DEFEND AGAINST THE ELEMENTS
While your Yamaha boat dealer can help you with, or even do, most of your general and preventive maintenance, corrosion mitigation is something you can only do yourself—and time is of the essence.
Regardless of where you boat, corrosion attacks both the inside and the outside of your boat— every day, all the time. Some forms you can see, some you can’t, and it can take only a short time for the damage to begin. Even those boating in freshwater have corrosion-mitigation duties to attend to. Why, even rainwater can have corrosive effects that can be damaging to your boat. So it’s vital to be diligent in your anti-corrosion defense.
Your dealer can help provide the right products to help prevent some forms of corrosion, but their regular and diligent use is strictly up to you. The following are answers to common questions about how to mitigate the presence and damage of corrosion.
Where do I need to concentrate my fight against corrosion?
Corrosion can happen pretty much anywhere on or in your boat: inside, in your fuel system or in the internal cooling water passages, and on the outside, in various electrical connections and exposed metal components. But don’t worry, you have a lot of allies on your side, and we’re here to help by teaching you where to look and what to look for.
What’s so important about flushing my boat? I boat exclusively in freshwater; do I still need to?
Your Yamaha boat is raw-water cooled, meaning it uses the water it’s operating on as cooling water. All water, fresh or salt, contains contaminants that will eventually build up in the cooling passages over time. Additionally, saltwater is naturally corrosive and any remaining in those cooling water passages after use is left there to do its worst, unabated. Saltwater can also experience crystallization when exposed to heat above 170 degrees, which causes deposits to form and potentially restrict cooling water passages. For these reasons, it’s a must that you flush your engine thoroughly with fresh, clean water after every use.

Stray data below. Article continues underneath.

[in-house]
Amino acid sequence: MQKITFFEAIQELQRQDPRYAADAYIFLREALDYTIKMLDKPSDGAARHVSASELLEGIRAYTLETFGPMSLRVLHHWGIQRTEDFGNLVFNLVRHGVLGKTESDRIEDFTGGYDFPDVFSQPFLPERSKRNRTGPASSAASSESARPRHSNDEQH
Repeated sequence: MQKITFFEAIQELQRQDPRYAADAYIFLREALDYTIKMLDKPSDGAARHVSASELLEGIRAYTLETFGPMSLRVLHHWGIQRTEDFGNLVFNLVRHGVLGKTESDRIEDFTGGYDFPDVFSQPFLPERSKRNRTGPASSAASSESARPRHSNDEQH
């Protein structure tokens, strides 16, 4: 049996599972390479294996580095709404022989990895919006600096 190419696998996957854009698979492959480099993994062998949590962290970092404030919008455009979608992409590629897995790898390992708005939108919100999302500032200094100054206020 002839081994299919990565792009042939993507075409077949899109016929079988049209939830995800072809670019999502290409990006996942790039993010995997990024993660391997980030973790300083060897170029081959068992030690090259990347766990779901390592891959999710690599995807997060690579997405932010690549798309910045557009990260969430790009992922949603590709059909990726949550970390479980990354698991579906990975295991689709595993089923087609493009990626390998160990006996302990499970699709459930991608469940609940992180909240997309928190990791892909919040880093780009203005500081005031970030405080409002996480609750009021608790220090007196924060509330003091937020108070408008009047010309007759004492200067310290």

How do I go about flushing my boat?
Use this basic method to flush after each trip.
- With the boat out of the water, connect the garden hose adapter to a garden hose.
- Loosen the flushing hose connector cap and remove it. Insert the garden hose adapter into the flushing hose connector by pushing and twisting it until it is securely connected.
- Connect the garden hose to a water tap.
- Make sure that the area around the boat is clear, and then start the engine. Immediately after the engine starts, fully turn the water supply on so that water flows out continually from the jet thrust nozzle and cooling water pilot outlet.